In Chinese restaurants, peanut oil is typically used. And that's because it has a high smoke point. It'll get really hot and they have a lot more BTUs of fire. And so you could use peanut oil, but any oil works. Any oil should be good in a house.
So this is pretty hot. And it's actually starting to burn a little bit. So you do want to keep it on high heat, because that's what stir frying is all about. And so we are going to stir fry, and I've got it back on high heat. Until it's brown.
Yes, we want it to be a little bit hotter than that. We want to be hearing it. OK, and then we're going to check on getting some more garlic while this cooks.
So as I cut the garlic I want to tell you about one of the main ingredients of ma po tofu. And it's the Sichuan peppercorns. And the Sichuan peppercorns are going to go in at the end.
Actually I ground them in a coffee grinder that's just for spices though. These peppercorns are very different. They're very powerful. And so this is-- you can look at these. I'll pass them both around. So these are the peppercorns. You can mash them with the back of a knife. You can use a mortar and pestle. You can use a coffee grinder.
So I want you to get a whiff of these because these really flavor the dish. Oh, would you like to smell that?
SPEAKER 4: No, I'm good But I do have a question.
BETH MCKINNEY: Yes, a question.
SPEAKER 4: How do you manage to stir fry to tofu while maintaining the structural integrity of the tofu?
BETH MCKINNEY: OK, the question is, how do I stir fry tofu while maintaining the structural integrity. And sometimes it's hard. So I always try and buy extra firm. Extra firm will be the best. However, depending on the brand it may or may not be a firm all the time. And so sometimes it will come apart a little bit. And you know, that's just the way it is. It's still going to be good to eat. But yeah, you might want to check out the brand that you're using.
SPEAKER 5: Beth?
BETH MCKINNEY: Question?
SPEAKER 5: If you have a not-so-firm one that you already purchased, would you recommend like separately frying that up then cutting it and then adding it to this dish then?
BETH MCKINNEY: So the question is if you accidentally purchased a not-so-firm tofu, I would still cut it up, but I would just be very careful when I flip it. I won't man handle it as much.
The goal today is for me to encourage you to experiment, try a few things. As I said, these recipes are very forgiving. If you don't like peppers or mushrooms or leeks, you can put anything you want in this. OK.
Tofu is ready to eat. You don't have to cook it. In fact, my kids, they would just sprinkle soy sauce on it and eat it.
OK, what we're looking for is a little bit of brownness. And what we're getting is a little bit of loss of structural integrity. And what I'm going to do, because I've got a lot of food in this one wok, even though the recipe is saying add everything all in, I am going to take this out and then cook the vegetables and then throw it back in.
This lovely kitchen is sometimes not exactly like my kitchen at home. But what I'm going to actually prove is that this can be done, no matter what. Guaranteed
SPEAKER 6: Beth? Is this one regular? Tastes like regular black pepper, this one?
BETH MCKINNEY: It is not. These are Sichuan peppers. And they are very different than black peppers. They smell different, they taste different. They are extremely spicy. It's going to make the dish. Ma po tofu always has these peppers in it.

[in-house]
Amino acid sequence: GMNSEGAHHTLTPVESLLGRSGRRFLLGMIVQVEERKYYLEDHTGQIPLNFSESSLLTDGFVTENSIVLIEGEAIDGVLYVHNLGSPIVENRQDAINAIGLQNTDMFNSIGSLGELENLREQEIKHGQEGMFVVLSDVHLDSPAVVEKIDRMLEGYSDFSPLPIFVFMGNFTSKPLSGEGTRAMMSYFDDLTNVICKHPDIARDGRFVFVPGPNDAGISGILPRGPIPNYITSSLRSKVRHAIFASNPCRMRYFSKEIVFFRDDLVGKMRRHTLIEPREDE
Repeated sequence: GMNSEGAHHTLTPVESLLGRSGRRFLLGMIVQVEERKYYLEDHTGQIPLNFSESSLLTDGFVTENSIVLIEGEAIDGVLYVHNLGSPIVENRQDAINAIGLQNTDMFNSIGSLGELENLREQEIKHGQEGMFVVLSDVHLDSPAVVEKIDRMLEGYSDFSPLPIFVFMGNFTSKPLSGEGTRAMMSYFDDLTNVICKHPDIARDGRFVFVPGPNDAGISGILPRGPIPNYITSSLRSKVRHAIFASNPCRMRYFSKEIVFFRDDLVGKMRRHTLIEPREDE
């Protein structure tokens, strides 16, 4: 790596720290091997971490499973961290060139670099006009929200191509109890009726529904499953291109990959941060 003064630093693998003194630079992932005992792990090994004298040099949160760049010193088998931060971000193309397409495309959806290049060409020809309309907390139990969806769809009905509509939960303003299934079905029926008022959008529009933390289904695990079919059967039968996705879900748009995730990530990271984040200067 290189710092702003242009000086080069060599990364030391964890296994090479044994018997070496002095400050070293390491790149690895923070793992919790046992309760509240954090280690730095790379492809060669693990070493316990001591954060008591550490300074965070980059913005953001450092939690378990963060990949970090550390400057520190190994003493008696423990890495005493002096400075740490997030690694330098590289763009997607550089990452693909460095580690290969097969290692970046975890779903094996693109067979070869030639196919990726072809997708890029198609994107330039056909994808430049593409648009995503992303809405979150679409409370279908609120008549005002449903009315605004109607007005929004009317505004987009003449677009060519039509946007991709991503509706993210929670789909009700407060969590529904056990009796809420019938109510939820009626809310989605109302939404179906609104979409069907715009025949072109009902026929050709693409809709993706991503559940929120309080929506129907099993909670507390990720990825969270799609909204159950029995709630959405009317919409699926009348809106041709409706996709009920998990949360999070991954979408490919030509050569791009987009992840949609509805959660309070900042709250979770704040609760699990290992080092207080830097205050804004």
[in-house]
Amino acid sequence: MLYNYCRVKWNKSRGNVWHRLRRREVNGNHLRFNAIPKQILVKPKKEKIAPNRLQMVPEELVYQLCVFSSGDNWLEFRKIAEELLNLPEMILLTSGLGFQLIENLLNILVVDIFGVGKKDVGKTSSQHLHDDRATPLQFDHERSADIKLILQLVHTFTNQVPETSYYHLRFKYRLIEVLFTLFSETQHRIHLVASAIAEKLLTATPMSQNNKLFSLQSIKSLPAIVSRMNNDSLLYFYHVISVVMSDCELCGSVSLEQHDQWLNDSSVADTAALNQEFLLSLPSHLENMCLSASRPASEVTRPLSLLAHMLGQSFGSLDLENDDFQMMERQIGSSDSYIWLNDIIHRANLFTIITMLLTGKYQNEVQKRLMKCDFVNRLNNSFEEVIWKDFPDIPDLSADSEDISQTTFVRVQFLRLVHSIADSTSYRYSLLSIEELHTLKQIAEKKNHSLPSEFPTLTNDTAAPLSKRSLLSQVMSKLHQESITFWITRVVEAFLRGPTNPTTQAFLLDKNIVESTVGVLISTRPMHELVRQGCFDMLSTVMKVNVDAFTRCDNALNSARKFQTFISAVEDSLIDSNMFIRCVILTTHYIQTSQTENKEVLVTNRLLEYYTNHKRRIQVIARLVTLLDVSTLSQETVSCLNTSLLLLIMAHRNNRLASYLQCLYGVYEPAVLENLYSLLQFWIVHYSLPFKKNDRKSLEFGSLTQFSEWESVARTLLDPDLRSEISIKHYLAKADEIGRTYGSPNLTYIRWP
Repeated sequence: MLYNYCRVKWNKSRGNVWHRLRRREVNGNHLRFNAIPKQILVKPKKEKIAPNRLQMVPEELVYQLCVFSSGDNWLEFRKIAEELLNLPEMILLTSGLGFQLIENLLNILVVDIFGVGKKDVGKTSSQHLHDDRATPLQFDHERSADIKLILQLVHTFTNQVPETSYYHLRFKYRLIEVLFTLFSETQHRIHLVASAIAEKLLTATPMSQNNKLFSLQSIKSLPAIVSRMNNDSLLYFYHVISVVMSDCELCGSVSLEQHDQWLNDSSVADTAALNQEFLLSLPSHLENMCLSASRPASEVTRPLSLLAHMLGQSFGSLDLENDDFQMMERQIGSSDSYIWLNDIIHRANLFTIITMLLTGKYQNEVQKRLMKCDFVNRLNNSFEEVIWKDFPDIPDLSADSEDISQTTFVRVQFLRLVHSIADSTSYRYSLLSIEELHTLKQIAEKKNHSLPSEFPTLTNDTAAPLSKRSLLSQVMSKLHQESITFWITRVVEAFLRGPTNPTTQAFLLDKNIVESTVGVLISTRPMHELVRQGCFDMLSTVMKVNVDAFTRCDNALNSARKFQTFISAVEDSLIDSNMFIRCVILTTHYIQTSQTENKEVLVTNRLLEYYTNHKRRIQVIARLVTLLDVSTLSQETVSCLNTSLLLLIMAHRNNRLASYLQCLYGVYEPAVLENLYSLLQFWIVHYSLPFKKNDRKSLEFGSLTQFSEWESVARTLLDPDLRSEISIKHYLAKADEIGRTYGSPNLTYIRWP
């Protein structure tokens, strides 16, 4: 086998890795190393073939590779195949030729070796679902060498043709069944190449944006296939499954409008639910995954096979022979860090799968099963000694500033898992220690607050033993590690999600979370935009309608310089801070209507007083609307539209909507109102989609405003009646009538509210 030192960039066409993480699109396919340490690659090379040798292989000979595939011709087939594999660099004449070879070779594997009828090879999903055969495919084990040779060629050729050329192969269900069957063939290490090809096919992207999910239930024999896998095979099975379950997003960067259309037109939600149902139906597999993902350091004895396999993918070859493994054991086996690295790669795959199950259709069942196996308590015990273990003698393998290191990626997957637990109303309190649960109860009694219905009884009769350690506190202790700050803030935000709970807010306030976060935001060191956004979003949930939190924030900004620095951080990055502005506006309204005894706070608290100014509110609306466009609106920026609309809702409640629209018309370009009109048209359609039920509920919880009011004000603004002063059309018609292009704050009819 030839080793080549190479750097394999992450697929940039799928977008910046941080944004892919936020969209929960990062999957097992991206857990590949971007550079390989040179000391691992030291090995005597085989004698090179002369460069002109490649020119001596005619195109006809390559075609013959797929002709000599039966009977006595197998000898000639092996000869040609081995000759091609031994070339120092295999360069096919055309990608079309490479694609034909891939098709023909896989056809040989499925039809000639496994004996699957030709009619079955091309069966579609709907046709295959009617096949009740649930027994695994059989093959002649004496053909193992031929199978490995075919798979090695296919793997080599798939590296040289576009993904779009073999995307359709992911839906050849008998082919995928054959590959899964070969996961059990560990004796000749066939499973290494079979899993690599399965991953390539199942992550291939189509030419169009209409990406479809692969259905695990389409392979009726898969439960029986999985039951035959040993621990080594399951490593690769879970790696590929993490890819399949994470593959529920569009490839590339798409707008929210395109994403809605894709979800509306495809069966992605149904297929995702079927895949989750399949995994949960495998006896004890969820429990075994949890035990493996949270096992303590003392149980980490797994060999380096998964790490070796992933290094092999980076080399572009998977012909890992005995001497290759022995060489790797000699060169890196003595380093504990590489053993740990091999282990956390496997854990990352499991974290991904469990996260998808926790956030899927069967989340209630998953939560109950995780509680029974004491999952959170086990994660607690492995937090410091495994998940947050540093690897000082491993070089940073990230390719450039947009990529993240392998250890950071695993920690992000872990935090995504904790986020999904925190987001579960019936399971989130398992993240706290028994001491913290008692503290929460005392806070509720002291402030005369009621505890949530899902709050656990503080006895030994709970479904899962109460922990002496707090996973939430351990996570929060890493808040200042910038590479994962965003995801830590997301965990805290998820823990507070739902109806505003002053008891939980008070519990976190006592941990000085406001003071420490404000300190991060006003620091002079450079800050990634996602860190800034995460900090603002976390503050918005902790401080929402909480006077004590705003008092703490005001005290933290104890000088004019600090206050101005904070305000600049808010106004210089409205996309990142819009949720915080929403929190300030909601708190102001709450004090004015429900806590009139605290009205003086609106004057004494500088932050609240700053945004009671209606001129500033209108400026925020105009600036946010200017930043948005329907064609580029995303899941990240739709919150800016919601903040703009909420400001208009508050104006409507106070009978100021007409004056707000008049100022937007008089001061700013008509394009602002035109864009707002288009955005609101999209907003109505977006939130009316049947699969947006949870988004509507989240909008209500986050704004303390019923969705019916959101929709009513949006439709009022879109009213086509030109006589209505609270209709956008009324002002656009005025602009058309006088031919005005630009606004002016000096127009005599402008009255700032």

OK. So in goes the garlic, the ginger, and now the vegetables.
Once your garlic and your ginger are in there, if your oil is hot, they do not have to cook for a long time.
If you are trying to not use a lot of oil, you don't have to. But it's the oil is what gets hot and what actually cooks the food.
So this dish is going to be done as soon as the vegetables are done. And I still have it the highest flame.
OK I might move this along a little bit fast, because I do want to make sure that we all get to eat. So as these vegetables are-- they will cook a little more because they're going to continue to cook even after the liquid have been added. But here's a fun hint. When you are cooking Chinese food and you're adding sauce, if you add it down the side of the wok it will cook a little bit on the way down. And that adds to the flavor. And that's also something that Norman taught me. OK.
If you don't want this spicy, you can just do this with soy sauce. You don't need this chili paste. Chili means it's spicy.
OK so we're going to give this a couple minutes just to get everything cooking.
What are some things that you might substitute here if you didn't want leeks or green peppers or mushrooms?
SPEAKER 2: Cabbage.
BETH MCKINNEY: Cabbage? Absolutely.
SPEAKER 6: Cauliflower.
BETH MCKINNEY: Cauliflower.
SPEAKER 1: Carrots, celery.
BETH MCKINNEY: Carrots, celery, onions, broccoli, Swiss chard, kale. OK, so this recipe, you can use this formula for a recipe. This is the traditional recipe that is made with this tofu.
What if you didn't want tofu? Anything, anything.
SPEAKER 2: Or just veggies.
BETH MCKINNEY: Or just veggies. OK. So I'm going to show you, and this is it. This is the recipe. So it's losing a little structural integrity.
But what I'm going to do is I am going to get my corn starch mixture right in the middle. Because corn starch thickens liquid as it gets hot. The little corn starch molecules imbibe water.
And you know, you got to mix it up, because corn starch is really weird stuff. So you got to mix it up in the liquid, otherwise it's not going to pour in. And so this is going to be the sauce. So now it's heating up on the bottom of the wok. I stir it it's going to make a beautiful sauce. And you're going to have that I wonder if it's thick enough question.
And it's actually a little bit too thick, so I'm going to thin it out with some water.
OK, and this is essentially done. At home, you might want to cook the peppers just a little bit longer. And we're going to leave it on while I make the next dish. But the last thing that you do is you take the Sichuan peppercorn, and you sprinkle them on. And this is ma po tofu.
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This is a vegetarian version of a popular Chinese dish. Demo presented by Cornell Wellness staff Beth McKinney, RDN.